We have stayed several days longer in St. Croix than planned -- typical, I guess, for cruisers. First, we had to wait for our wind generator to be delivered from Trinidad. We had ordered it before Christmas, but I think that the KISS Energy company took a fair bit of vacation over the holidays. Anyway, it arrived Wednesday evening, and we thought we could leave on Thursday.
Not quite... We had arranged for some stainless steel work to be done in St. Croix. The pole on the back of the boat to hold the wind generator was too short, and we needed it to be lengthened. Plus, we had done some minor damage to the frame holding up our solar panels, and these needed repair. This was supposed to have been done on Monday, but the welder was tied up because he had been a witness to a crime and needed to give information to the police. He wasn't able to start the repair until Thursday morning, and by the time he finished it was too late to leave.
The trip to St. Martin will take, we think, about 20 hours. It is just under 100 miles, but with the easterly winds in the tropics, we will have to tack quite a bit and will probably travel more like 150 miles. We need to arrive in daylight to be safe, so we will leave St. Croix around 1:00 pm, and plan to arrive in St. Martin Saturday morning. This will be our first overnight passage with just the two of us, and we are both just a little nervous.
A word about the wind generator. Last summer we had tried out our solar panels. In the Chesapeake, and at that time of year, we were able to meet all of our electricity needs with just the solar panels, plus electrical charging that came for free when we used the engine to move the boat.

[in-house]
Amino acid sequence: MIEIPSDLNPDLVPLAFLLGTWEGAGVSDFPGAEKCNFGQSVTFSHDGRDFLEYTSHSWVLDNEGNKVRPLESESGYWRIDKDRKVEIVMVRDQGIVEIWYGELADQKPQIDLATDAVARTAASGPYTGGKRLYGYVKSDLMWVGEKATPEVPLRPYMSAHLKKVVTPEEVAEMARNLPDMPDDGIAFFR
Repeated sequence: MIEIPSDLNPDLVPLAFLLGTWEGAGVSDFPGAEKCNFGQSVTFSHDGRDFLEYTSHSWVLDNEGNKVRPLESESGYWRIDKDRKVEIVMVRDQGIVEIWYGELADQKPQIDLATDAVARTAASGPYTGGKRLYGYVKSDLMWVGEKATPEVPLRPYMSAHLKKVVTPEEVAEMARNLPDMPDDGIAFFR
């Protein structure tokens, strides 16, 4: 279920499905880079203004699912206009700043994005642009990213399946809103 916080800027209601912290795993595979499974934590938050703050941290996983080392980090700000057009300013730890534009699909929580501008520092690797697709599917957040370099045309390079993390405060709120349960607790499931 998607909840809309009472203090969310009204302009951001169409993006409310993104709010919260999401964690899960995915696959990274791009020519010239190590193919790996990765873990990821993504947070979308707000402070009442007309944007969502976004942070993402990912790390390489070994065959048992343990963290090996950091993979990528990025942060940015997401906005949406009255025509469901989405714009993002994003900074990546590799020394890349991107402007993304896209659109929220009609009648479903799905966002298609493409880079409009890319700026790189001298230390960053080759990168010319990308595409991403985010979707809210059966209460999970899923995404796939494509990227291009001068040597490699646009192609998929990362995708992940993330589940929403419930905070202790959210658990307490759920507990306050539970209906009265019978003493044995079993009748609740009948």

In the Caribbean we are finding our electrical usage higher (warmer water means the refrigeration has to work harder, less daylight means more lights, etc.), and we aren't using our engine very much for propulsion. The solar panels help, but in the winter they put out less energy and just can't keep up. We were running our engine for a couple of hours a day just for charging. This is expensive in fuel and also hard on the engine. Therefore the wind generator.
We chose a model by KISS Energy for several reasons. It is optimized for the wind conditions we experience in the Caribbean, and puts out an amazing amount of power in 15 knots of wind. It is extremely simple in design, which appeals because we hope for fewer breakdowns and less maintenance. It is used and recommended by a large number of cruisers. And it is relatively inexpensive compared to some of the more-complex models.
It will take several days to complete the installation. We will post in the future about how well it works.